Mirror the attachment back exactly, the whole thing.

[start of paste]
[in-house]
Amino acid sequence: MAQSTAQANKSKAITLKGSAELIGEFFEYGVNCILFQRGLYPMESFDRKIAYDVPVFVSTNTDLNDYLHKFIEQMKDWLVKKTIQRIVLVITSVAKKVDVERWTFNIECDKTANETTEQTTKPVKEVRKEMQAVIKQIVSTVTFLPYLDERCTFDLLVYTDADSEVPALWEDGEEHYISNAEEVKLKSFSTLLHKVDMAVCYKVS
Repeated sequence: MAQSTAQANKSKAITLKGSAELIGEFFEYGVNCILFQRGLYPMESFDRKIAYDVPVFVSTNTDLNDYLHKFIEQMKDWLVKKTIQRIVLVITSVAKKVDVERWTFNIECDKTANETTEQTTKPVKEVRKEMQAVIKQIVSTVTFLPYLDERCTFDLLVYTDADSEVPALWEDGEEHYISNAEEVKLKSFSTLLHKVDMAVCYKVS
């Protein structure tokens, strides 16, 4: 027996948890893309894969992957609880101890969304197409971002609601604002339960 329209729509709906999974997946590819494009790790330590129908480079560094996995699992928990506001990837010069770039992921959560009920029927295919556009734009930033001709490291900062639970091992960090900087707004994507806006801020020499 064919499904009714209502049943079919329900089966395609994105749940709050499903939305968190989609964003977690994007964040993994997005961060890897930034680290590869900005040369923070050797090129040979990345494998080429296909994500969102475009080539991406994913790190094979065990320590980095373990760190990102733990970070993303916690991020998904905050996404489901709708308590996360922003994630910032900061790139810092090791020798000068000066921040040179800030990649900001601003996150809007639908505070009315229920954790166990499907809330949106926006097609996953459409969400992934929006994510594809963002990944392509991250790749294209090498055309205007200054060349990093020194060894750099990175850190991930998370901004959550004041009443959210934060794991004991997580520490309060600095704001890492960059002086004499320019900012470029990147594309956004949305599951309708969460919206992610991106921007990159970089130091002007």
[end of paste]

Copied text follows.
[in-house]
Amino acid sequence: MAQSTAQANKSKAITLKGSAELIGEFFEYGVNCILFQRGLYPMESFDRKIAYDVPVFVSTNTDLNDYLHKFIEQMKDWLVKKTIQRIVLVITSVAKKVDVERWTFNIECDKTANETTEQTTKPVKEVRKEMQAVIKQIVSTVTFLPYLDERCTFDLLVYTDADSEVPALWEDGEEHYISNAEEVKLKSFSTLLHKVDMAVCYKVS
Repeated sequence: MAQSTAQANKSKAITLKGSAELIGEFFEYGVNCILFQRGLYPMESFDRKIAYDVPVFVSTNTDLNDYLHKFIEQMKDWLVKKTIQRIVLVITSVAKKVDVERWTFNIECDKTANETTEQTTKPVKEVRKEMQAVIKQIVSTVTFLPYLDERCTFDLLVYTDADSEVPALWEDGEEHYISNAEEVKLKSFSTLLHKVDMAVCYKVS
């Protein structure tokens, strides 16, 4: 027996948890893309894969992957609880101890969304197409971002609601604002339960 329209729509709906999974997946590819494009790790330590129908480079560094996995699992928990506001990837010069770039992921959560009920029927295919556009734009930033001709490291900062639970091992960090900087707004994507806006801020020499 064919499904009714209502049943079919329900089966395609994105749940709050499903939305968190989609964003977690994007964040993994997005961060890897930034680290590869900005040369923070050797090129040979990345494998080429296909994500969102475009080539991406994913790190094979065990320590980095373990760190990102733990970070993303916690991020998904905050996404489901709708308590996360922003994630910032900061790139810092090791020798000068000066921040040179800030990649900001601003996150809007639908505070009315229920954790166990499907809330949106926006097609996953459409969400992934929006994510594809963002990944392509991250790749294209090498055309205007200054060349990093020194060894750099990175850190991930998370901004959550004041009443959210934060794991004991997580520490309060600095704001890492960059002086004499320019900012470029990147594309956004949305599951309708969460919206992610991106921007990159970089130091002007």